I can’t believe that latter explanation is right. To me, this is China feeling its oats. It’s rising; no longer feels it has to keep its head down per Deng’s early advice. Now it’s number 2 in the world, on the way to being the world’s largest economy. So it’s going throw its weight around, and the states closest to it will feel the hammer of its prestige-seeking fall first.
The full essay follows the jump:
In 2016, the South Korean government agreed to the 2017 installation of a US missile defense system, Terminal High Altitude Area Defense (THAAD). The objective arguments for South Korean missile defense are pretty irrefutable at this point. North Korea’s missile program is well-known. Pyongyang conducted dozens of tests just last year and even talks up intercontinental ballistic missiles and submarine-launched ballistic missiles. Its nuclear weapons capabilities, after five tests in ten years, are well-established also. And the regime’s harsh, extreme rhetoric about South Korea – turning Seoul into a ‘sea of fire’ – is notorious. If any state in the world needs missile-defense, it is South Korea.
The Chinese know all this. The Chinese also know that THAAD is not particularly effective against Chinese strategic forces. The South Korean THAAD radar will be configured around North Korea, not China, and cannot simply be ‘turned left;’ the technology and software package is more complicated than that. The US already has remote-sensing for Chinese strategic launches in any case, so THAAD’s X-band radar adds nothing new. THAAD is also intended for use against a few incoming missiles (in their ‘terminal’ phase, per the name of the system), not hundreds of missiles in the lift-off or boost stage, as would be the case were the Chinese to launch against the United States. US and South Korean officials have explained this to the Chinese repeatedly, and the media discussion of this has been quite extensive. It is hard to imagine that the Chinese are still unclear about the technical issues around THAAD.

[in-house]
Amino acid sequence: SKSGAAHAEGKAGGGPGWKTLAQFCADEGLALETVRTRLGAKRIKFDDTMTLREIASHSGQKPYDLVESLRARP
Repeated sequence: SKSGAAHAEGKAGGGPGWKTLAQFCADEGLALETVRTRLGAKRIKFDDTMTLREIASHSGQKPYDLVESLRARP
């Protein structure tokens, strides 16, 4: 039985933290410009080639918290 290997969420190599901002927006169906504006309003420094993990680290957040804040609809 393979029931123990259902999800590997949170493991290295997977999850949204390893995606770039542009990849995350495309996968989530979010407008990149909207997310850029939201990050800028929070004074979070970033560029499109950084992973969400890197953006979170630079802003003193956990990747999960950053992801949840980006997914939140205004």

Politically, South Korea has tried for years to work with China on the underlying issue – North Korea’s missilization – to no avail. South Korean President Park Geun Hye launched a three-year charm offensive to flatter the Chinese into a tougher line on North Korea. South Korea has consistently reached out to China to work on North Korea sanctions at the United Nations. Seoul has said THAAD is only a stop-gap measure until its own Korean Air and Missile Defense is completed. It is very obvious that South Korea wants some kind of deal with China on North Korea. The THAAD decision came only after years of prevarication during which Seoul would likely have made major concessions for serious Chinese action on the North.